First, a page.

Six Questions to Ask About Your Auditor Relationship

Industry veteran Mike Sacher poses 6 questions credit unions need to be asking their auditors in the wake of a tumultuous year for credit unions.


I’ll never forget my first interview with Gene O’Rourke, the managing partner of what was then a small CPA firm in Hayward, CA. The firm was an offshoot of the audit division of the California Credit Union League. The year was 1977. I didn’t know much about credit unions or CPA firms. I asked about the firm’s strategic direction, and the answer Gene provided made sense. He spoke about the growth in the industry and his belief that credit unions would need to transition to opinion audits performed by CPAs. 

Gene and his partners at the time – Ed Hoveland, Bill Onesta, and Steve Roe – understood the business opportunity of specialization. But the most energized point Gene made in our first meeting was contrasting his experience working as an auditor for a “Big 8” firm and for a Fortune 500 company. He promised our audit staff would become experts in credit unions.  We would be more than auditors, we would be consultants. And our clients would view us not as an administrative nuisance, but as trusted advisors.  

Fast forward to 2010. Much in the credit union world has changed. And in the post-Enron environment, CPA firms operate differently today than in 1977. But some of the fundamental beliefs Gene and my partners shared are as applicable today as they were 30 years ago, some even more so.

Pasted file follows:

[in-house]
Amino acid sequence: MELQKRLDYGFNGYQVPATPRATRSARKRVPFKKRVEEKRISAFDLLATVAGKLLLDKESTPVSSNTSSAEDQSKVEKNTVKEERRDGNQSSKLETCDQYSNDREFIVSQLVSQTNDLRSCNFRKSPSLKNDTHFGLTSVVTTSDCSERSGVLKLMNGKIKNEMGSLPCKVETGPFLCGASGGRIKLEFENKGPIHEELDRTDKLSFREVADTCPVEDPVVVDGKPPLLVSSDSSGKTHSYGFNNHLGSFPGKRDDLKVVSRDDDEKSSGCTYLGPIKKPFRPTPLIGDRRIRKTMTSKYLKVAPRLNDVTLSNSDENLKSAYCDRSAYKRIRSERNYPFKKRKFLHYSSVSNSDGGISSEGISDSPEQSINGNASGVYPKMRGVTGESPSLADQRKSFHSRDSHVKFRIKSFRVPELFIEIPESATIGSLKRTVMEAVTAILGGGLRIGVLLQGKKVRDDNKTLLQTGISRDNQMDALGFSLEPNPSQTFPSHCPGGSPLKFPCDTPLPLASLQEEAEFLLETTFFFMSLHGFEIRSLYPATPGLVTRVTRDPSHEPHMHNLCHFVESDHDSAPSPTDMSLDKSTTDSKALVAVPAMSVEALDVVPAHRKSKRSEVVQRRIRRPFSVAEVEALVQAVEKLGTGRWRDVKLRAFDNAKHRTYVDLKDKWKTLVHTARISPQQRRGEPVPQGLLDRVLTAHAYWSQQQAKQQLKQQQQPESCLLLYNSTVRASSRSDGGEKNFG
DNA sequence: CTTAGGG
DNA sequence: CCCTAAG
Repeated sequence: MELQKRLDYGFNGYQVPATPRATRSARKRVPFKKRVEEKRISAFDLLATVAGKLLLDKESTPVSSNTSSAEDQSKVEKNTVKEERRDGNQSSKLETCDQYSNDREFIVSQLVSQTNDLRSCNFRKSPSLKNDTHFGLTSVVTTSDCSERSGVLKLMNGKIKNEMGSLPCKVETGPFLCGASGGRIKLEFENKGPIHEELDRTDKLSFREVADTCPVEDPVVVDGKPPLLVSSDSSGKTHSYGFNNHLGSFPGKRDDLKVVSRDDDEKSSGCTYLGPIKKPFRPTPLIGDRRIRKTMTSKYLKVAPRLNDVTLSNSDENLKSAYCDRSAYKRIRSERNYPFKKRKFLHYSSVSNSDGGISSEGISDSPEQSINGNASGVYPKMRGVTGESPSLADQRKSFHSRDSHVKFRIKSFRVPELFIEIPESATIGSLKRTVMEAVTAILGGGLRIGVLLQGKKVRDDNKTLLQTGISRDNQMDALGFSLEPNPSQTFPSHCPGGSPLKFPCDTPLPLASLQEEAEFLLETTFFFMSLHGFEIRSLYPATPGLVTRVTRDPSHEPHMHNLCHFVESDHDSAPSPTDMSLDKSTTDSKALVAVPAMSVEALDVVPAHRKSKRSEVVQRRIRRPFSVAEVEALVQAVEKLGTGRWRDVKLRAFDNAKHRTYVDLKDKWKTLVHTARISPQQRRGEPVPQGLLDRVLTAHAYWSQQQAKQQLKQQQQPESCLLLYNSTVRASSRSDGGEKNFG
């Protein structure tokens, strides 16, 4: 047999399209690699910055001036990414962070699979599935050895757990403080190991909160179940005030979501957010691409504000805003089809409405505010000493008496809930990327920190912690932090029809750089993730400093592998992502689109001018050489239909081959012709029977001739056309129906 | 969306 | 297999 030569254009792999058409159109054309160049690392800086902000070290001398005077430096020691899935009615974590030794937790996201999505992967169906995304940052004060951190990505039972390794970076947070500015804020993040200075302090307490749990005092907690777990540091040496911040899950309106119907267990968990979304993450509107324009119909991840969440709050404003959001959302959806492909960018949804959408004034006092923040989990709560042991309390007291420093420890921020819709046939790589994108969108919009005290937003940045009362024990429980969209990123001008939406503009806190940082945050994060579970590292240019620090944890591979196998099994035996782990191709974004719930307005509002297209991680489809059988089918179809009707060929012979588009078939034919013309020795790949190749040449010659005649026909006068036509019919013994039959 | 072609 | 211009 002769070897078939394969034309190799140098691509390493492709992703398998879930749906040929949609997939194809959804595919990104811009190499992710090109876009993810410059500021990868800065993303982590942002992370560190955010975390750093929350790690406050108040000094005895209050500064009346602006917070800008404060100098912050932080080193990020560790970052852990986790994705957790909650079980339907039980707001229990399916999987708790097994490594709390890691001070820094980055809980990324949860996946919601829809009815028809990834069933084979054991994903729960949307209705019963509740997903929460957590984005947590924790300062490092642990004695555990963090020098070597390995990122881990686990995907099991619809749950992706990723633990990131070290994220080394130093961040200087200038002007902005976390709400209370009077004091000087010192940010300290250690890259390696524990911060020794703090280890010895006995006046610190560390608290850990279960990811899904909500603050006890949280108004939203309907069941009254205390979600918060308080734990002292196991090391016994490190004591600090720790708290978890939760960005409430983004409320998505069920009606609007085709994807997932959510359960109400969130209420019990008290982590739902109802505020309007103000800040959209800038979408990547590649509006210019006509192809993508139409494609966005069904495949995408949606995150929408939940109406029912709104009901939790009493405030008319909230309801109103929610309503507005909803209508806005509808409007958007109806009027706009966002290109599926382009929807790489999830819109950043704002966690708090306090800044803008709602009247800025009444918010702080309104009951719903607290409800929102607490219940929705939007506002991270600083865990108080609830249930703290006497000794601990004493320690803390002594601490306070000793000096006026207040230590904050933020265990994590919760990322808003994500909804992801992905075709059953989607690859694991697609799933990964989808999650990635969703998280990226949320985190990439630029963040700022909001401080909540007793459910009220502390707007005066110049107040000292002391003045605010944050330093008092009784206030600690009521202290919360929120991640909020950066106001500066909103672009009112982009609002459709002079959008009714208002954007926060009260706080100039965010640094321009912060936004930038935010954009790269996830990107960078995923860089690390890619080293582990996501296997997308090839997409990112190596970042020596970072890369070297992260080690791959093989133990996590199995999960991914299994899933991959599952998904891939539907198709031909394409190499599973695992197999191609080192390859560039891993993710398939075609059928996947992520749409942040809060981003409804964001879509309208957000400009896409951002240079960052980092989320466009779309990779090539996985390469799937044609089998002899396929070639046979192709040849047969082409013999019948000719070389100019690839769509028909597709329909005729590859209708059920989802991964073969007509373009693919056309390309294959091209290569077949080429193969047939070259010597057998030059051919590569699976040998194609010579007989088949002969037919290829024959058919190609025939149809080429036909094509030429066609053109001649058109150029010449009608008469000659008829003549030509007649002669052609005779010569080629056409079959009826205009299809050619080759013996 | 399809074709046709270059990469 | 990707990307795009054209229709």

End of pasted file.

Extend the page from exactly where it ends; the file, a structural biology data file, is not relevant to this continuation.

So if you are evaluating your credit union/auditor relationship today, tomorrow, or next year, here are 6 important questions to ask.

1.  Does your CPA firm specialize in credit unions? Credit unions are different from banks and other financial service companies; therefore, I would want my auditor to specialize in this industry. There are many firms that can meet this benchmark, some are “boutique” firms and others are national firms with specialized divisions.  

2.  Are the partners and staff assigned to your engagement seasoned specialists? Many firms talk the talk but end up assigning staff and partners that don’t have the commensurate experience in serving credit union clients. 

3.  Does the firm take a consultative approach to the audit? Or is it so caught up in its internal bureaucracy that it spends more time dotting the i’s and crossing the t’s, resulting in a non value-added engagement? 

4.  Does your firm prioritize service over fees? Or do the issues of fees arise over every bump in the road? 

5.  Is your audit engagement delivered in a timely manner with appropriate pre-planning and discussion with the management team? 

6.  Do you look to your CPA firm as a trusted advisor who can offer advice on a range of financial topics? Can your firm also provide insight and education to your Supervisory Committee and Board of Directors?